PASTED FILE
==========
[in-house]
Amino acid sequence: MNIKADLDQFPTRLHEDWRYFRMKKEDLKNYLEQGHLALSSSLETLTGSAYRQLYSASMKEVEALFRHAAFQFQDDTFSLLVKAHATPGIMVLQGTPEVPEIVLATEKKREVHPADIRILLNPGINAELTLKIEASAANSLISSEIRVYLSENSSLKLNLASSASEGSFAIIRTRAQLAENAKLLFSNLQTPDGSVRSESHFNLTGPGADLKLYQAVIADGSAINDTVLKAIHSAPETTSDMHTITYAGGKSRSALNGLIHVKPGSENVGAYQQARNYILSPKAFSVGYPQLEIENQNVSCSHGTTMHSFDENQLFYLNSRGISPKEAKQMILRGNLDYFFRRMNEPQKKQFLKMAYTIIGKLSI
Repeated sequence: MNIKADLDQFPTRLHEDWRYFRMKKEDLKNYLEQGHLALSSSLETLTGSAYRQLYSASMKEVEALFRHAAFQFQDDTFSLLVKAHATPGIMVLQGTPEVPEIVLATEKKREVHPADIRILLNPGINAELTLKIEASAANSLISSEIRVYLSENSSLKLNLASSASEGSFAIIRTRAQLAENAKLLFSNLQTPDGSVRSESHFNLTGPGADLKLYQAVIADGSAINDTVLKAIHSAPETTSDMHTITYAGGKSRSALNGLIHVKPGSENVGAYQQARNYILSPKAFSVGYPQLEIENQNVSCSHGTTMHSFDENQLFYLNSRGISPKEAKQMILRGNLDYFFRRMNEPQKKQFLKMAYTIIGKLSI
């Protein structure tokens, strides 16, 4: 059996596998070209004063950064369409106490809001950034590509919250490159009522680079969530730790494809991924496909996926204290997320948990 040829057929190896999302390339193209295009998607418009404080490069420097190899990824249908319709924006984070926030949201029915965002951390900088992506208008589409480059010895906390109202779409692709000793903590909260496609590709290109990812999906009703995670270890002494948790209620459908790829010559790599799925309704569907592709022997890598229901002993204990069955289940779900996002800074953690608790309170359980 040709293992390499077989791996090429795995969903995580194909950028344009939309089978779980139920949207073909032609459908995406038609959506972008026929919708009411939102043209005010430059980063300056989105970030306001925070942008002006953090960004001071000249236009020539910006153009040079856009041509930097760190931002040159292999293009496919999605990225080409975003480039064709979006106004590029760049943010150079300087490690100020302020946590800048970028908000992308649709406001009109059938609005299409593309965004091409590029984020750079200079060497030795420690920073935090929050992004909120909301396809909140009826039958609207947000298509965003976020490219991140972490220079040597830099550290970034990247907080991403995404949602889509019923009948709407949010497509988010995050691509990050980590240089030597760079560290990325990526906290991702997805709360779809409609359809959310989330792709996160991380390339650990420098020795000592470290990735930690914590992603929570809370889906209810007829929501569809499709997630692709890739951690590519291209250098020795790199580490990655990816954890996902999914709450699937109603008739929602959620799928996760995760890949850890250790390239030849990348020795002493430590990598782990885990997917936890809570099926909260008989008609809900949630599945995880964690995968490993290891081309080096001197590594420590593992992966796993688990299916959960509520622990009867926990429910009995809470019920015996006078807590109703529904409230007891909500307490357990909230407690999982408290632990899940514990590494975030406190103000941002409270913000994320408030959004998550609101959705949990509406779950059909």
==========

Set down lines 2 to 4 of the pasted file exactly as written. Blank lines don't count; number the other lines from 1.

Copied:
Amino acid sequence: MNIKADLDQFPTRLHEDWRYFRMKKEDLKNYLEQGHLALSSSLETLTGSAYRQLYSASMKEVEALFRHAAFQFQDDTFSLLVKAHATPGIMVLQGTPEVPEIVLATEKKREVHPADIRILLNPGINAELTLKIEASAANSLISSEIRVYLSENSSLKLNLASSASEGSFAIIRTRAQLAENAKLLFSNLQTPDGSVRSESHFNLTGPGADLKLYQAVIADGSAINDTVLKAIHSAPETTSDMHTITYAGGKSRSALNGLIHVKPGSENVGAYQQARNYILSPKAFSVGYPQLEIENQNVSCSHGTTMHSFDENQLFYLNSRGISPKEAKQMILRGNLDYFFRRMNEPQKKQFLKMAYTIIGKLSI
Repeated sequence: MNIKADLDQFPTRLHEDWRYFRMKKEDLKNYLEQGHLALSSSLETLTGSAYRQLYSASMKEVEALFRHAAFQFQDDTFSLLVKAHATPGIMVLQGTPEVPEIVLATEKKREVHPADIRILLNPGINAELTLKIEASAANSLISSEIRVYLSENSSLKLNLASSASEGSFAIIRTRAQLAENAKLLFSNLQTPDGSVRSESHFNLTGPGADLKLYQAVIADGSAINDTVLKAIHSAPETTSDMHTITYAGGKSRSALNGLIHVKPGSENVGAYQQARNYILSPKAFSVGYPQLEIENQNVSCSHGTTMHSFDENQLFYLNSRGISPKEAKQMILRGNLDYFFRRMNEPQKKQFLKMAYTIIGKLSI
């Protein structure tokens, strides 16, 4: 059996596998070209004063950064369409106490809001950034590509919250490159009522680079969530730790494809991924496909996926204290997320948990 040829057929190896999302390339193209295009998607418009404080490069420097190899990824249908319709924006984070926030949201029915965002951390900088992506208008589409480059010895906390109202779409692709000793903590909260496609590709290109990812999906009703995670270890002494948790209620459908790829010559790599799925309704569907592709022997890598229901002993204990069955289940779900996002800074953690608790309170359980 040709293992390499077989791996090429795995969903995580194909950028344009939309089978779980139920949207073909032609459908995406038609959506972008026929919708009411939102043209005010430059980063300056989105970030306001925070942008002006953090960004001071000249236009020539910006153009040079856009041509930097760190931002040159292999293009496919999605990225080409975003480039064709979006106004590029760049943010150079300087490690100020302020946590800048970028908000992308649709406001009109059938609005299409593309965004091409590029984020750079200079060497030795420690920073935090929050992004909120909301396809909140009826039958609207947000298509965003976020490219991140972490220079040597830099550290970034990247907080991403995404949602889509019923009948709407949010497509988010995050691509990050980590240089030597760079560290990325990526906290991702997805709360779809409609359809959310989330792709996160991380390339650990420098020795000592470290990735930690914590992603929570809370889906209810007829929501569809499709997630692709890739951690590519291209250098020795790199580490990655990816954890996902999914709450699937109603008739929602959620799928996760995760890949850890250790390239030849990348020795002493430590990598782990885990997917936890809570099926909260008989008609809900949630599945995880964690995968490993290891081309080096001197590594420590593992992966796993688990299916959960509520622990009867926990429910009995809470019920015996006078807590109703529904409230007891909500307490357990909230407690999982408290632990899940514990590494975030406190103000941002409270913000994320408030959004998550609101959705949990509406779950059909």